International Journal of Primatology

, Volume 32, Issue 4, pp 945–959 | Cite as

Of Least Concern? Range Extension by Rhesus Macaques (Macaca mulatta) Threatens Long-Term Survival of Bonnet Macaques (M. radiata) in Peninsular India

  • Rishi Kumar
  • Sindhu Radhakrishna
  • Anindya Sinha


Rhesus and bonnet macaques are the 2 most common and widely distributed of the 8 macaque species of India. Rhesus macaques are widely distributed across southern and southeastern Asia, whereas bonnet macaques are restricted to peninsular India. We studied the current distributional limits of the 2 species, examined patterns of their coexistence in the interspecific border zones, and evaluated losses in the distributional range of bonnet macaques over the last 3 decades. Our results indicate that whereas rhesus macaques have extended their geographical range into the southern peninsula, bonnet macaques have been displaced from many areas within their former distributional range. The southern and the northern distributional limits for rhesus and bonnet macaques, respectively, currently run parallel to each other in the western part of the country, are separated by a large gap in central India, and converge on the eastern coast of the peninsula to form a distribution overlap zone. This overlap region is characterized by the presence of mixed-species troops, with pure troops of both species sometimes occurring even in close proximity to one another. The range extension of rhesus macaque—a natural process in some areas and a direct consequence of introduction by humans in other regions—poses grave implications for the endemic and declining populations of bonnet macaques in southern India.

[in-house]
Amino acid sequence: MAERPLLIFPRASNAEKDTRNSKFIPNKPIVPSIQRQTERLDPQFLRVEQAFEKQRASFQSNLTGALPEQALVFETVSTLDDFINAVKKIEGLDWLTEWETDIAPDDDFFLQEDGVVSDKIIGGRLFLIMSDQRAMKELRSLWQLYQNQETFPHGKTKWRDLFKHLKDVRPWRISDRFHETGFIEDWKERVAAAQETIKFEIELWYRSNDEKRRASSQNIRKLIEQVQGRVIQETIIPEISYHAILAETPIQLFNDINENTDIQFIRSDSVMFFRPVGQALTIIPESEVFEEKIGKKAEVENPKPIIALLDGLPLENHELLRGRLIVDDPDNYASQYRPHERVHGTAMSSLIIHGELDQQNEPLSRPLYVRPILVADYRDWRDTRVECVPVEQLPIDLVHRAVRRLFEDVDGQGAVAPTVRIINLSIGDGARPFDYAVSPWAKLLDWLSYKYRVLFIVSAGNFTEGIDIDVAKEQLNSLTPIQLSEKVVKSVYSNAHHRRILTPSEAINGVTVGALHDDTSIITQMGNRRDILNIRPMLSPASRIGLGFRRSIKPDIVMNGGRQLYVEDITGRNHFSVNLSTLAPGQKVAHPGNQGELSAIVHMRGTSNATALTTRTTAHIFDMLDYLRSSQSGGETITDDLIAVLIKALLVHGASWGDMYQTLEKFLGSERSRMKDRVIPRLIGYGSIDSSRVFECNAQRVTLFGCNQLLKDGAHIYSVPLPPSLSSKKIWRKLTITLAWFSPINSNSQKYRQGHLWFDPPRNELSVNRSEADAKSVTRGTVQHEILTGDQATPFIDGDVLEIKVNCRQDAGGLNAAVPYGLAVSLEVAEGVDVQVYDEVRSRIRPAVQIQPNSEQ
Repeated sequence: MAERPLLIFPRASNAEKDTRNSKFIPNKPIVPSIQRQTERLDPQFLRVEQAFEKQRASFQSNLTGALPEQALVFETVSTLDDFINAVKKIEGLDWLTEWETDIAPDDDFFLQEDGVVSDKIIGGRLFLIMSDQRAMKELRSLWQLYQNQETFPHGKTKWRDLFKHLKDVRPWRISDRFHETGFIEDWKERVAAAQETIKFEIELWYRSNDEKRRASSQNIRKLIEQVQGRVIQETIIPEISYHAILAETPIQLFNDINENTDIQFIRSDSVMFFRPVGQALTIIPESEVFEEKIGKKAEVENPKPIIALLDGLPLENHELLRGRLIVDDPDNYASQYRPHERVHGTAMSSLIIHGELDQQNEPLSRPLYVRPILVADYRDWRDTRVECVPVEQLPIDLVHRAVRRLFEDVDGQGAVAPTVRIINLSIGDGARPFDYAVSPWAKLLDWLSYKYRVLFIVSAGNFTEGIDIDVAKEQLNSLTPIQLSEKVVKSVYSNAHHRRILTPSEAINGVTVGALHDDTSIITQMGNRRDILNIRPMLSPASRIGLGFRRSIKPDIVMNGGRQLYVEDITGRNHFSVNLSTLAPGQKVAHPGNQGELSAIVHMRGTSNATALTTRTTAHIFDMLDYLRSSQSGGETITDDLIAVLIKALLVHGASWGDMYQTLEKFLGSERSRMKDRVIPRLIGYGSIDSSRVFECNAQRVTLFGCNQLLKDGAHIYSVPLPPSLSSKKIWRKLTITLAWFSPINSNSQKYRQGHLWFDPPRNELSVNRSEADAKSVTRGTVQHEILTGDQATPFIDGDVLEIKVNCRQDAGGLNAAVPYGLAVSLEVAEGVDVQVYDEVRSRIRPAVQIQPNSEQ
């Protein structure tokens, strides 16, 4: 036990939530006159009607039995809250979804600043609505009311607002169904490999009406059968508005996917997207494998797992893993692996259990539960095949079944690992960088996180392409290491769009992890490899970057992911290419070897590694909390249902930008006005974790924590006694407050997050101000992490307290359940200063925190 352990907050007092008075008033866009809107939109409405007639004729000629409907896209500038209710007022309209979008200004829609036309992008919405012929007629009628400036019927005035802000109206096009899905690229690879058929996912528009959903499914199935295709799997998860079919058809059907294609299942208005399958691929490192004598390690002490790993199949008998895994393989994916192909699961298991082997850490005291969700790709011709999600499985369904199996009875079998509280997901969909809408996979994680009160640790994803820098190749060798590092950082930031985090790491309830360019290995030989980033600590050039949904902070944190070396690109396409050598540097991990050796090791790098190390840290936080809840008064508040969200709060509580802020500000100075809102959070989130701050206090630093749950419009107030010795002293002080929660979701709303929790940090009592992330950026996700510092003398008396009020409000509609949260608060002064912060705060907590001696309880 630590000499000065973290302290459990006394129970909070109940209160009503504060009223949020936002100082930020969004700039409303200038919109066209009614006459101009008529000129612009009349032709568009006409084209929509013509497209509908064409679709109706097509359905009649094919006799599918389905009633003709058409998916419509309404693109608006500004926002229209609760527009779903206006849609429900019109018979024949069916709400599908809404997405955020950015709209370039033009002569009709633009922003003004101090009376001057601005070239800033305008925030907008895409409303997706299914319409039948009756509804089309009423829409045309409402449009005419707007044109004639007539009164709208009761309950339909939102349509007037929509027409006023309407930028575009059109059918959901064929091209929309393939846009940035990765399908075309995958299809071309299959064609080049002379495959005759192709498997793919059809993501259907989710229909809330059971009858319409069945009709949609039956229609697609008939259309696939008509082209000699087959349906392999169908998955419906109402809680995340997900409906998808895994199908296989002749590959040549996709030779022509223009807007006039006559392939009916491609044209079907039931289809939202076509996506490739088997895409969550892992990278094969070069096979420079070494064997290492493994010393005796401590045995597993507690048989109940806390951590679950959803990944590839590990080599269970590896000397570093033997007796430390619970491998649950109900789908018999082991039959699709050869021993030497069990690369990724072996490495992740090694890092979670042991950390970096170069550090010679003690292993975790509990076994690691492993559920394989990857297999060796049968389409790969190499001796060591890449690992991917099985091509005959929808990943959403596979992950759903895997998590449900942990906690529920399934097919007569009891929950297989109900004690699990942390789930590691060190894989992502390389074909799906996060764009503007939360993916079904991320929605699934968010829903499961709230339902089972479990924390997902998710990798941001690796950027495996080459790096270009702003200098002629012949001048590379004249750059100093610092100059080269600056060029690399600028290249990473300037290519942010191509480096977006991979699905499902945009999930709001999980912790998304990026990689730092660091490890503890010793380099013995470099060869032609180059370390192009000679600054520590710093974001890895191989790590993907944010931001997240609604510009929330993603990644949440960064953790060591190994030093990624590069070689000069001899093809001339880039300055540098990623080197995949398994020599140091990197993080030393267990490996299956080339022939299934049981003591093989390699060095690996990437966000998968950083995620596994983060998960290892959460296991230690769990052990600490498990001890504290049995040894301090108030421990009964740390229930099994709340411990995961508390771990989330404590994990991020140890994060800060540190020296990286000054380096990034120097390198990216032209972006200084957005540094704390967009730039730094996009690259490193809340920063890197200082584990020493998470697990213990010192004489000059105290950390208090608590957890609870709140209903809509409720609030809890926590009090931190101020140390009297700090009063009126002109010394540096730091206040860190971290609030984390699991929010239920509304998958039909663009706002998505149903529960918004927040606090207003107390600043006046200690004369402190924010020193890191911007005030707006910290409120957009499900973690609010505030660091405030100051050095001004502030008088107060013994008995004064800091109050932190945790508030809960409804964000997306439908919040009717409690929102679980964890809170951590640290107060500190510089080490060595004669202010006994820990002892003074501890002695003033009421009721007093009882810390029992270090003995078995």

Conservation Anthropogenic impacts Distribution Macaca mulatta Macaca radiata Mixed-species troops 



This study was made possible by a fellowship granted to R. Kumar by the Central Scientific and Industrial Research Organisation, Government of India, and the fieldwork was partially supported by a research grant awarded to A. Sinha by the Department of Science and Technology, Government of India, New Delhi. We thank the Forest Departments of the states of Andhra Pradesh and Maharashtra for research permits and their logistic help in the field. We thank M. K. Ganguly, A. K. Ganguly, C. Srinivasulu, M. S. Chaitra, T. R. Shankar Raman, D. Mudappa, D. Chakraborty, and U. Ramakrishnan for their help during the course of this study and R. Raghunath for his help in preparing the figures. Finally, we thank Oliver Schülke and 2 anonymous reviewers for their insightful comments on earlier versions of this article.


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Copyright information

© Springer Science+Business Media, LLC 2011

Authors and Affiliations

  • Rishi Kumar
    • 1
  • Sindhu Radhakrishna
    • 1
  • Anindya Sinha
    • 1
    • 2
  1. 1.Ecology, Behaviour and Conservation Programme and School of Natural Sciences and EngineeringNational Institute of Advanced StudiesBangaloreIndia
  2. 2.The Primate ProgrammeNature Conservation FoundationMysoreIndia

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